There is little new about the ‘gig economy’. The word ‘gig’ originates from 1920s jazz musicians who played a small concert or ‘engagement’ at a venue. Dolly Parton may have sung about working 9 to 5, but her life was moving from one gig to another. We have always had plumbers, electricians, and lawyers who do temporary work, and are not paid by clients when they are idle. However, do new apps such as Uber or Deliveroo mean the end of the 9 to 5 job, and do these platforms need to be regulated?
By Bill Below, OECD Directorate for Public Governance and Territorial Development (GOV)
At the end of the first millennium, the only city that came close to reaching one million inhabitants was Baghdad — an incredible feat considering the total world population was estimated to be about 230 million. Fast-forward one thousand years to 1950. With the world population at 2.5 billion, the planet witnessed the rise of its first megacities — urban conglomerations of more than ten million inhabitants. The first of these colossi were Tokyo and the New York/Newark urban region. Today, there are 29 megacities, the majority in the developing world. By 2030, this number is expected to rise to 41. But, urbanisation isn’t just producing megacities. More than 50% of the world’s population now lives in cities of all sizes, with the figure projected to reach 85% by 2100. Within 150 years, the urban population will have increased from less than 1 billion in 1950 to 9 billion by 2100.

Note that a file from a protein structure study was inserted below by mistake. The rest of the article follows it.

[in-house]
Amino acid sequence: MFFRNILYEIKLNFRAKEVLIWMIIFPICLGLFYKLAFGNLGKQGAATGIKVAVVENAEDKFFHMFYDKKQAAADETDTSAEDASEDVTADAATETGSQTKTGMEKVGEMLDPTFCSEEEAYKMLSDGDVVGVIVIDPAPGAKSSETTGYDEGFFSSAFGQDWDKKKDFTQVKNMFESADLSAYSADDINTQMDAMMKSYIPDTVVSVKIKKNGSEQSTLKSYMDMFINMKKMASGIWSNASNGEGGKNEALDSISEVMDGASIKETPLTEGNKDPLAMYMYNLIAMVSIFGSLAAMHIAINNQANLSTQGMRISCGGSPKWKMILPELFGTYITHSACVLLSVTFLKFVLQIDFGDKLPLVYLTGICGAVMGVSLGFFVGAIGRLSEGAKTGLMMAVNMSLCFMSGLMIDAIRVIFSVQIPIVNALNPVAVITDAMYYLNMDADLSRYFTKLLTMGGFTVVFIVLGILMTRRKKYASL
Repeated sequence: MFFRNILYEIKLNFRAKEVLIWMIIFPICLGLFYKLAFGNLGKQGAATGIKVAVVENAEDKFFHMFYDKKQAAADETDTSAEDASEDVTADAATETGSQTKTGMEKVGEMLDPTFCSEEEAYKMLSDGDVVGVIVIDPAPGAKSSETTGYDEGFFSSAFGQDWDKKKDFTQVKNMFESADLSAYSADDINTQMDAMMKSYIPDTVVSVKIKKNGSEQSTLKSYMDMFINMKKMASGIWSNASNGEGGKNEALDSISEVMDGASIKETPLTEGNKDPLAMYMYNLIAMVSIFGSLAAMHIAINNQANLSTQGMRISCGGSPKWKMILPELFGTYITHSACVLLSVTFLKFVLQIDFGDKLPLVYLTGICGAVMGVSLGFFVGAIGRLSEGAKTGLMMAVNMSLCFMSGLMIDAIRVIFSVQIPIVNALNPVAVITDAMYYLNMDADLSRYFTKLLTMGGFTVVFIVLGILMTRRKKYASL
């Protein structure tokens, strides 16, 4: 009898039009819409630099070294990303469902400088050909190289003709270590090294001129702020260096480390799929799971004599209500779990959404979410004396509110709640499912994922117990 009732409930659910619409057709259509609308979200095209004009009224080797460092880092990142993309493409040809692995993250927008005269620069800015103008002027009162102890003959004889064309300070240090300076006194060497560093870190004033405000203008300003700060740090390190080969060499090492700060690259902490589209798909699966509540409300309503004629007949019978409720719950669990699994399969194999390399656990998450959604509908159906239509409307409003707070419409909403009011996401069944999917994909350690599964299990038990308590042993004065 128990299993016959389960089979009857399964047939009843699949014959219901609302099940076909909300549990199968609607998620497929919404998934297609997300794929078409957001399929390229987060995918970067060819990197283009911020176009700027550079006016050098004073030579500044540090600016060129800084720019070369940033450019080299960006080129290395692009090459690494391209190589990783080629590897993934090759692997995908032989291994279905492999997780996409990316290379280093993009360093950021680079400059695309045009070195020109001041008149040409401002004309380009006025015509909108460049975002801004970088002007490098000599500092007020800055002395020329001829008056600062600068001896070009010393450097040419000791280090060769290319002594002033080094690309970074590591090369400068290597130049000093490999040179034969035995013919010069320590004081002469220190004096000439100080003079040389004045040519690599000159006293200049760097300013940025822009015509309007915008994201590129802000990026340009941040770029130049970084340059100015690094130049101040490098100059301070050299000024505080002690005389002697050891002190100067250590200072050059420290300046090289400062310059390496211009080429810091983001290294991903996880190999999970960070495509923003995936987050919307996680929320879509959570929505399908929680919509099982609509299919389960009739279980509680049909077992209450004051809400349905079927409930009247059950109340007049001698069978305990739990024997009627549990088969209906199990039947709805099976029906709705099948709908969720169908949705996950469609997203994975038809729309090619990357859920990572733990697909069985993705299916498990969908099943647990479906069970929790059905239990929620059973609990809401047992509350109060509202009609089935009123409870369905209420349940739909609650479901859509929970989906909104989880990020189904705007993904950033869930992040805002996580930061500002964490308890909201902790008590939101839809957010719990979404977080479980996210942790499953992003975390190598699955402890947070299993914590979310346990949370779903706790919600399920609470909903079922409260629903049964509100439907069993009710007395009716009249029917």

The recent financial crisis exposed some serious flaws in our economic thinking. It has highlighted the need to look at economic policy with more critical, fresh approaches. It has also revealed the limitations of existing tools for structural analysis in factoring in key linkages, feedbacks and trade-offs — for example between growth, inequality and the environment.